Monday, November 14, 2016

Could Your Convictions Convict You?

This is my 700th post since starting this blog late in 2008. I remember writing several in advance back then, in case I ran out of ideas. Didn’t want to be a one-week blogging wonder.

To commemorate this “milestone” (hopefully you don’t see it as more of a millstone!), I debated what to write about. For whatever reason, the subject of “convictions” came to mind. Our local newspaper is unusual in that it features two facing op-ed pages – the one on the left appropriately taking a liberal slant, the one on the right holding to conservative views. It’s amazing how they can discuss identical topics and espouse totally opposite convictions.

But having convictions isn’t strongly encouraged anymore. In deference to “tolerance,” people with strong convictions are often shouted down or ridiculed as narrow-minded, bigoted or worse. So I have two questions: What convictions do you strongly embrace? And based on what you say and how you act, would there be enough evidence to convict you for having those convictions?

I write from the conviction that the Bible isn’t an antiquated, irrelevant book with no meaning for 21st century life. To the contrary, I’m convinced that just as the owner’s manual shows how a car should be operated and maintained, the Scriptures comprise God “Owner’s manual,” designed to tell us how to live and act.

Years ago someone became the first to proclaim, “There are no absolutes!” Which is ironic, since that statement sounds absolute. And if that’s true, couldn’t something else be equally “absolute”? These days there’s a strong trend away from matters of conviction, absolute beliefs. Instead, we’re told, “live and let live,” and “to thine own self be true.”

Churches and even denominations have acquiesced, abandoning the Bible as unquestioned foundation for what they believe and teach. In many quarters, ministerial leaders utter more palatable messages in their quest for a larger “market,” or to enhance their “brand.” Instead of the Ten Commandments, “Thou shalt not offend” has become the edict of choice.

But the Scriptures present many examples of unwavering, uncompromising conviction. It starts in the very first verse of the Bible’s first book, announcing, “In the beginning God….” Then it tells how He created all we see and know.

When Moses encountered God in the burning bush and was instructed to lead the Israelites out of Egypt, he asked who he should say sent him. The Lord responded, “I AM who I AM. This is what you are to say to the Israelites: ‘I AM has sent me to you’” (Exodus 3:14). He didn’t say, “I was,” or “I might be.” He said, “I AM,” declaring His omnipresence and timelessness.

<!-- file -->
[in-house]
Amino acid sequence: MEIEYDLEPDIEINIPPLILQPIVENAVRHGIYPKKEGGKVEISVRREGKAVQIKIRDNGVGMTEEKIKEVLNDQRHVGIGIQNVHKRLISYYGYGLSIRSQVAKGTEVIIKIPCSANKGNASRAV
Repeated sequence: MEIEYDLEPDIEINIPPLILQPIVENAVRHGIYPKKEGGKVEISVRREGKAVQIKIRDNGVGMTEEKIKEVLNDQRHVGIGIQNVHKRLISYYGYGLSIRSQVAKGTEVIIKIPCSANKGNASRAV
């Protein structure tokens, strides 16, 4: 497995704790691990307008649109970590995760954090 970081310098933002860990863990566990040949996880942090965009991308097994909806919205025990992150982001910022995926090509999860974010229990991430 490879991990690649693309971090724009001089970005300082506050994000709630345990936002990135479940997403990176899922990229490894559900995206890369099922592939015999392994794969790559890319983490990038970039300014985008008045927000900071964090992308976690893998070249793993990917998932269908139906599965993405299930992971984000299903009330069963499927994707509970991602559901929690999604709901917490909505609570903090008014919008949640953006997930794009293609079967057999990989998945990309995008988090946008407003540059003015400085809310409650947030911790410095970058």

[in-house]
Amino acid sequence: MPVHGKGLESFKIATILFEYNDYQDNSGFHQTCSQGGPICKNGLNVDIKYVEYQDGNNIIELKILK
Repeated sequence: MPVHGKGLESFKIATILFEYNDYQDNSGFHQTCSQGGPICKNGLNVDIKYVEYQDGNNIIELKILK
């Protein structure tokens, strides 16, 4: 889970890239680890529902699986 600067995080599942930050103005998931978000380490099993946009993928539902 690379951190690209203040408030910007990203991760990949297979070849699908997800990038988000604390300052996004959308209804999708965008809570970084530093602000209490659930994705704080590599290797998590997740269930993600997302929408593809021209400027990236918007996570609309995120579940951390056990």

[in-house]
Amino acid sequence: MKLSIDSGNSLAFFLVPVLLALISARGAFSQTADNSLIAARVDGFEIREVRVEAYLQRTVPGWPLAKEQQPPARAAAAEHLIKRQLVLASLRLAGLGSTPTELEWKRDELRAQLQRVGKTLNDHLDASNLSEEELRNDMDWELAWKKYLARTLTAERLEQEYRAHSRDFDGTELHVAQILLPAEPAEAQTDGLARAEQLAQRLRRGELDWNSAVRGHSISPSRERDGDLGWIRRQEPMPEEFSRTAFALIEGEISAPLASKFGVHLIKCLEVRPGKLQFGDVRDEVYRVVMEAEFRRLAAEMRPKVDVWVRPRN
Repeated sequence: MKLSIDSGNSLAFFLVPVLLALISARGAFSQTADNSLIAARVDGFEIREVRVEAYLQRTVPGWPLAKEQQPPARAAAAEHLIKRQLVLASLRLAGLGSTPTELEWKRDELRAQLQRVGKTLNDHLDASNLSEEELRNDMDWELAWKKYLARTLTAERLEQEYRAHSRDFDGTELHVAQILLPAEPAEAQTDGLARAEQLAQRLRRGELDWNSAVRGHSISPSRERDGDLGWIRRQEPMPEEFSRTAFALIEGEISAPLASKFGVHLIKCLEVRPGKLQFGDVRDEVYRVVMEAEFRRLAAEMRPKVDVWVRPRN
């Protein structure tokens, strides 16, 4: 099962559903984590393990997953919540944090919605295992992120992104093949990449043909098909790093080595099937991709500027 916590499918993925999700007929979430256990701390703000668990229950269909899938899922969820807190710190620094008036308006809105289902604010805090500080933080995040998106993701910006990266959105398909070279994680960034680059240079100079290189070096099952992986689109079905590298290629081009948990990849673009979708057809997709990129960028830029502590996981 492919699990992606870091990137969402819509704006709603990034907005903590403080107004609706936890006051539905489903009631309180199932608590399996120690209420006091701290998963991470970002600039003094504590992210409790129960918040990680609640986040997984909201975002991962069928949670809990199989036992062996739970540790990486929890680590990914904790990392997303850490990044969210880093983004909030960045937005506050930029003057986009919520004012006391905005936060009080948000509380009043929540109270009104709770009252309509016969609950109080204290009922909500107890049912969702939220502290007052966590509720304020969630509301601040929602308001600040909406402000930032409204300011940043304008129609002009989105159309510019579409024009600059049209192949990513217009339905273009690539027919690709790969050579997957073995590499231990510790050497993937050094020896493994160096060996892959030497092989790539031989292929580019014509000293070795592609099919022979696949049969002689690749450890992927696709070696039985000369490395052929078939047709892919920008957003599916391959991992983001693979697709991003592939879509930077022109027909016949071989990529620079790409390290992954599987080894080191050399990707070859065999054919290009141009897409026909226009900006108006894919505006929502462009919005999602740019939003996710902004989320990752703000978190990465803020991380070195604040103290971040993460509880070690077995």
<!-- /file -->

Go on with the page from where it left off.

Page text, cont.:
Jesus announced, “I am the way, the truth and the life. No one comes to the Father except through me” (John 14:6), He spoke with conviction – and unwavering certainty. He addressed His followers with authority, as if to say, “To know God and have an eternal relationship with Him, there aren’t multiple options.”

We see a similar level of conviction among those who carried on His work. The apostle Paul, whose persecution parade ended when he literally “saw the light” en route to Damascus, later said, “For I resolved to know nothing while I was with you except Jesus Christ and him crucified” (1 Corinthians 2:2).

Paul also explained his motivation: “For Christ’s love compels us, because we are convinced that one died for all, and therefore all died (to our old life)” (2 Corinthians 5:14). His conviction was to tell everyone about what Christ had done for them – and the importance of receiving His gift of forgiveness and salvation.

Today we seem like the ancient Israelites, described in Judges 21:25. It says, “in those days there was no king is Israel; everyone did what was right in his own eyes.” Having dispensed with the Judeo-Christian consensus that helped to shape American society, now it seems everyone’s intent on doing what’s right in their own eyes.

But this doesn’t negate the Bible’s claim about itself: “All Scripture is God-breathed and is useful for teaching, rebuking, correcting, and training in righteousness, so that the man of God may be thoroughly equipped for every good work” (2 Timothy 3:16-17).

If this isn’t true, we have every reason for doing whatever’s right in our own eyes. But if the Bible is indeed God’s Owner’s manual  entrusted to us for teaching, training and guidance – then we should study to understand what it says, not just for religious or spiritual gatherings, but also for any and every setting in which we find ourselves: Work, play, family, community, even the world.

Because as Colossians 3:17 admonishes, “whatever you do, whether in word or deed, do it all in the name of the Lord Jesus….” It becomes a matter of conviction.

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